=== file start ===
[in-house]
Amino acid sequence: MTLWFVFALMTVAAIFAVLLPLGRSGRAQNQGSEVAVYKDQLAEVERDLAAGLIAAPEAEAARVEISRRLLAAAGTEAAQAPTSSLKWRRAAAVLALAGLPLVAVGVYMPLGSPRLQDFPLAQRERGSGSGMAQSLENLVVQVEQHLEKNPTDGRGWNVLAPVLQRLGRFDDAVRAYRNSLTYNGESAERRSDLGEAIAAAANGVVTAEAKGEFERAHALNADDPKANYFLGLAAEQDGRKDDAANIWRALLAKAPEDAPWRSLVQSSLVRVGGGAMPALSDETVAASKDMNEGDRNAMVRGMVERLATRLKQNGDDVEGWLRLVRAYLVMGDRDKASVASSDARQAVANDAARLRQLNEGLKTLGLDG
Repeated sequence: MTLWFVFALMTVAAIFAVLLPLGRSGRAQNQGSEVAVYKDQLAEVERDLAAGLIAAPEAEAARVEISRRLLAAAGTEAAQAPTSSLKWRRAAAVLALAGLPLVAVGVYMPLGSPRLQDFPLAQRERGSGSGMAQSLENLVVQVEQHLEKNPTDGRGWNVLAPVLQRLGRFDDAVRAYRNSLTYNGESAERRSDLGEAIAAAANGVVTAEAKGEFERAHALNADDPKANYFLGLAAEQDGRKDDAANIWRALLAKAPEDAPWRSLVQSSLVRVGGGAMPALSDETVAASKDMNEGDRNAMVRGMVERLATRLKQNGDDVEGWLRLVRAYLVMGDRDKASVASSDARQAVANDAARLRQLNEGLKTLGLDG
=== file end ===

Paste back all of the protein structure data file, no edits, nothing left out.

[in-house]
Amino acid sequence: MTLWFVFALMTVAAIFAVLLPLGRSGRAQNQGSEVAVYKDQLAEVERDLAAGLIAAPEAEAARVEISRRLLAAAGTEAAQAPTSSLKWRRAAAVLALAGLPLVAVGVYMPLGSPRLQDFPLAQRERGSGSGMAQSLENLVVQVEQHLEKNPTDGRGWNVLAPVLQRLGRFDDAVRAYRNSLTYNGESAERRSDLGEAIAAAANGVVTAEAKGEFERAHALNADDPKANYFLGLAAEQDGRKDDAANIWRALLAKAPEDAPWRSLVQSSLVRVGGGAMPALSDETVAASKDMNEGDRNAMVRGMVERLATRLKQNGDDVEGWLRLVRAYLVMGDRDKASVASSDARQAVANDAARLRQLNEGLKTLGLDG
Repeated sequence: MTLWFVFALMTVAAIFAVLLPLGRSGRAQNQGSEVAVYKDQLAEVERDLAAGLIAAPEAEAARVEISRRLLAAAGTEAAQAPTSSLKWRRAAAVLALAGLPLVAVGVYMPLGSPRLQDFPLAQRERGSGSGMAQSLENLVVQVEQHLEKNPTDGRGWNVLAPVLQRLGRFDDAVRAYRNSLTYNGESAERRSDLGEAIAAAANGVVTAEAKGEFERAHALNADDPKANYFLGLAAEQDGRKDDAANIWRALLAKAPEDAPWRSLVQSSLVRVGGGAMPALSDETVAASKDMNEGDRNAMVRGMVERLATRLKQNGDDVEGWLRLVRAYLVMGDRDKASVASSDARQAVANDAARLRQLNEGLKTLGLDG